Brothers and sisters:
If I preach the gospel, this is no reason for me to boast,
for an obligation has been imposed on me,
and woe to me if I do not preach it!
If I do so willingly, I have a recompense,
but if unwillingly, then I have been entrusted with a stewardship.
What then is my recompense?
That, when I preach,
I offer the gospel free of charge
so as not to make full use of my right in the gospel.
Although I am free in regard to all,
I have made myself a slave to all
so as to win over as many as possible.
To the weak I became weak, to win over the weak.
I have become all things to all, to save at least some.
All this I do for the sake of the gospel,
so that I too may have a share in it.
(1 Corinthians 9:16-19, 22-23)
9:16 an obligation has been imposed on me God set apart Paul to proclaim the gospel message (Gal 1:15; Acts 9:15). Therefore, he is compelled to preach it even in the face of opposition (see 2 Cor 11:23–28). woe is to me Implies that if Paul does not preach the gospel, he will face an undesirable consequence. Paul draws on language from the prophet Jeremiah to express the serious nature of his calling (Jer 10:19; 20:9; 45:3).
9:18 my right Refers to material and financial support from the church communities.
9:19 I have made myself to slave Paul put himself at the service of others in order that God may use him to bring people to Jesus (compare Phil 2:5–8; Gal 4:4–5). He does not regard himself as a “savior,” but as an instrument through which someone might hear the gospel and be saved (compare 1 Cor 7:16). He adapts to his audience (but not by compromising the gospel or his message) to remove any obstacles to their acceptance of the gospel message.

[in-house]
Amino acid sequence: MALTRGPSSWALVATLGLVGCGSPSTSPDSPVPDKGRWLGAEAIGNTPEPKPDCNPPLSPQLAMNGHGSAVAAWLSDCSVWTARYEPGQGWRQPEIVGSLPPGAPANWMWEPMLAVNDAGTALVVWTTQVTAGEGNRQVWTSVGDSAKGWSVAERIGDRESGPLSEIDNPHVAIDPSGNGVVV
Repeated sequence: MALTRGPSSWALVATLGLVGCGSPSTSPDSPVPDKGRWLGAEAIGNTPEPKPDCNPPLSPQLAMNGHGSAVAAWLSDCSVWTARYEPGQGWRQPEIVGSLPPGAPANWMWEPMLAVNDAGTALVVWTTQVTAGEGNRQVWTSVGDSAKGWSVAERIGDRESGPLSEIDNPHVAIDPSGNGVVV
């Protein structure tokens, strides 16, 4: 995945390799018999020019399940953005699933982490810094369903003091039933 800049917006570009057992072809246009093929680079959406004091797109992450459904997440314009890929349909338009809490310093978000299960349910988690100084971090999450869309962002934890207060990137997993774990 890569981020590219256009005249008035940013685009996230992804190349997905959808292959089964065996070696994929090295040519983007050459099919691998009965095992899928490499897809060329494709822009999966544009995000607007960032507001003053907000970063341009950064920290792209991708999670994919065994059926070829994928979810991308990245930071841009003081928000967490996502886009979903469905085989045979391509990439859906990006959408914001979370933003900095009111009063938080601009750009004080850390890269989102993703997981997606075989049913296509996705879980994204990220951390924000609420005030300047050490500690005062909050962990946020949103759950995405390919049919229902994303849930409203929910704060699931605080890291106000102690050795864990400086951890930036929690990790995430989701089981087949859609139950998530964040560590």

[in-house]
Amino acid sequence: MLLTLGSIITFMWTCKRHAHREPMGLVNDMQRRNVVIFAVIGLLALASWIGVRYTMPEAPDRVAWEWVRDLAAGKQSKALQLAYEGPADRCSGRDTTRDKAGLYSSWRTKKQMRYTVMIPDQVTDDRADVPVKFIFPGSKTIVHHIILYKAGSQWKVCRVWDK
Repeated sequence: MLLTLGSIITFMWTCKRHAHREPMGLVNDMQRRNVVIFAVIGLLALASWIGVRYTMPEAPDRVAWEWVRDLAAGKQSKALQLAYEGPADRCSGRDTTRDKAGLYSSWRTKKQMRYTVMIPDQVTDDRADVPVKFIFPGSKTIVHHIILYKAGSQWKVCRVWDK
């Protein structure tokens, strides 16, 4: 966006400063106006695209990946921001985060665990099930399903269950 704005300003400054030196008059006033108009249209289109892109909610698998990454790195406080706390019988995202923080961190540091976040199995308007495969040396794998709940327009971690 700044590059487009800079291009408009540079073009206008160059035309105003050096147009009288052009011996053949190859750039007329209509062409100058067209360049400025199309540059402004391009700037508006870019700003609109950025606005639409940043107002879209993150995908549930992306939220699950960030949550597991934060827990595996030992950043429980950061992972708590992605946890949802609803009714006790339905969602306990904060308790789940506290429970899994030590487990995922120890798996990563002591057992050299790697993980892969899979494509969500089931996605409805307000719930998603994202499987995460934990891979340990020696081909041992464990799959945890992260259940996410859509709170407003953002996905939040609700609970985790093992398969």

9:22 to the weak Refers to Christians who felt tempted to regress to idolatrous practices. (see 1 Cor 8:7; Rom 14:1). to win over the weak Paul demonstrated sensitivity to such believers, but he also desired that they mature in their faith (see 1 Cor 8:7–13). all things to all Paul is not advocating syncretism or compromise of the gospel message. Rather, he is promoting a considerate evangelistic approach—one that accounts for different social circumstances, ethnicities, and religious convictions. to save at least some The believing spouse may have the opportunity to participate in the conversion of the unbelieving spouse. In this way, the believer becomes an instrument that helps the unbeliever turn toward God (9:20–22).
Our family had a retriever named Jeb, a maroon-spotted dog that loved nothing more than fetching whatever one would toss. Whenever I would visit my family on the ranch, Jeb would come running to meet me, knowing that I would give him another chance to show his skill. I would take a stick or rock, throw it, and Jeb would take off like a jet at full speed, sometimes catching the stick or rock as it bounced. Then he would proudly return it and drop it at my feet. Did he want a pat on the head in appreciation for what he did? Or a bone to chew on or a morsel of meat? Not at all. He wanted me to throw it again. And if perchance I was distracted in conversation with a family member, he would eventually paw at my foot until I would reach down and toss the object again. His reward for fetching it? Fetching it again. He would do this over and over, not until he got tired but until I did. I think of Jeb when I think of Paul’s preaching the gospel. He looks for no further reward than preaching it again—free of charge.
– George T. Montague
May the virtues of faith, hope, and love go with you today – DV.